Now be warned, the NOTAM window’s are small for each entry, and for a large airport like San Francisco International, there are 50 some odd NOTAMS. So if you want to check each and every one, you need to swipe through 50 slides. Also, the NOTAMS are not decoded into normal text; that’s okay if you don’t know how to read them yet, it’s easy to work it out.
For real world flights I use ForeFlight again, and in the flight plan dispatch package there is a section for NOTAMS and it’s very similar to Pilot Assist Pro, but they do decode it. NOTAMS are a hassle in general, just be advised that they are hard to read in PAP.
The Time Logs feature in the app I think was made for the Virtual Airlines and for people who are trying to build a simulated company. Many of us don’t sit down and log each and every flight we do, but some people (like myself) have a small VA, or are a part of an FSEconomy or Air Hauler company. This tool can help with flight time and logging who has been flying what. It’s not a mandatory thing to do in the sim, but if you are trying to have a professional environment, this tool is for you. All you do is enter who the PIC, SIC, and any other flight crew there were on a flight, and then enter all of the subsequent times as far as the flight.
In real life I use a similar feature on ForeFlight. ForeFlight has a flight tracker option that will track and log your flight, and at the end you have the choice to log that time in your virtual logbook. I’m a huge fan of that feature since it’s always smart to have a digital backup of your logged time.
All in all Pilot Assist Pro is a pretty modest tool. Its interface is simple and easy to navigate, and it has many features that I like to use both in the sim and in the cockpit. Although it doesn’t have any advanced capabilities like weight and balance and onboard charts, it does offer the basic tools that both simulator pilots and real world pilots use on a flight to flight basis, like weather and checklists. Many professional tools like ForeFlight and Garmin Pilot can cost up to $200 a year to have, while Pilot Assist Pro is a one-time fee of $28.99. That’s very impressive for an application that has many of the same features.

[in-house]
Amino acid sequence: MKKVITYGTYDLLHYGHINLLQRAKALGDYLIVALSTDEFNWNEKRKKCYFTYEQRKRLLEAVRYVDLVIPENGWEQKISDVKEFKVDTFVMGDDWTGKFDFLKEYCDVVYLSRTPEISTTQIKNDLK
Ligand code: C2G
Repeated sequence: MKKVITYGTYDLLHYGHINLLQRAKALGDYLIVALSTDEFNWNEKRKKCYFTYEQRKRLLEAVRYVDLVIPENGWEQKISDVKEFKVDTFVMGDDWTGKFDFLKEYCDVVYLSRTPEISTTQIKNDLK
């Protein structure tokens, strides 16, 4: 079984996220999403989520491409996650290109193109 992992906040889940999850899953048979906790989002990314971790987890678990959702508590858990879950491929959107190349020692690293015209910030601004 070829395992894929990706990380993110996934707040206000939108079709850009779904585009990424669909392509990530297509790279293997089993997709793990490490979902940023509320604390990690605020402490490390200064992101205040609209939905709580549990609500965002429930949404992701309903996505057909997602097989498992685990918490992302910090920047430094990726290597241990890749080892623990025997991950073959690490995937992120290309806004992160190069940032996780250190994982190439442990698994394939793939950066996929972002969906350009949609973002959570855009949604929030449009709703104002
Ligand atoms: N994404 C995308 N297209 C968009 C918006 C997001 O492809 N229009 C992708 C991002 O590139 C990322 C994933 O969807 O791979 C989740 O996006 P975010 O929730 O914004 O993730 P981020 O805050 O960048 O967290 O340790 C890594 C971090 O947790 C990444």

Pilot Assist Pro is a very use tool for flights in flight simulator (and some parts for real world flights as well). It offers features that both sim pilots and real world pilots need in order to conduct a flight safely. Although it does not offer as many features or the complexity as other professional apps, the app does have every tool we need as simulator pilots in our sims with complete interactive interfaces and customizability.
For the Simmer – By Daan
Pilot Assist Pro is an app that is aimed at being your Electronic Flight Bag (EFB) in the cockpit. It’s trying to do all those nifty little things that a real EFB does, from displaying charts to showing you the weather at relevant stations as well as having incorporated checklists. The tool is (for now) only available on iOS for both iPhone and iPad.
While Dmitri has been looking at the app from a real-world pilot’s perspective, I have been looking at it from a simmer focused perspective. Furthermore, I work as a mobile developer in real life so that offers me some insights into apps that I have considered.
So, why I didn’t like to use the app? Not because of its feature set per se. It has many features and by the sound of it they are all pretty good and useful. Who doesn’t want a single place to store their charts and checklists while at the same time making notes about their flight?
The main reason I don’t like this app and my experience was so negative is because the app is incredibly unclear to use. The navigation is a mess, its interface is incredibly far from standard and the app is seemingly incredibly good at hiding all its features and how they are supposed to work.
I already mentioned it above: the interface seems a mess to me. The interface is built up of all custom components that app users may not immediately recognize. Because of some obfuscating icons, as well as no clear distinction between the apparent ‘menu’ and ‘dashboard’ functionality in the app, you’re often left wondering where some features have gone. Other features clearly lack feedback that will make you wonder whether the button you just clicked actually did something, and yet other interface items work in non-platform standard ways that will leave you confused on how something actually works. Because of the messy navigation, you’re always left wondering how you can get to another functionality in the app the quickest way.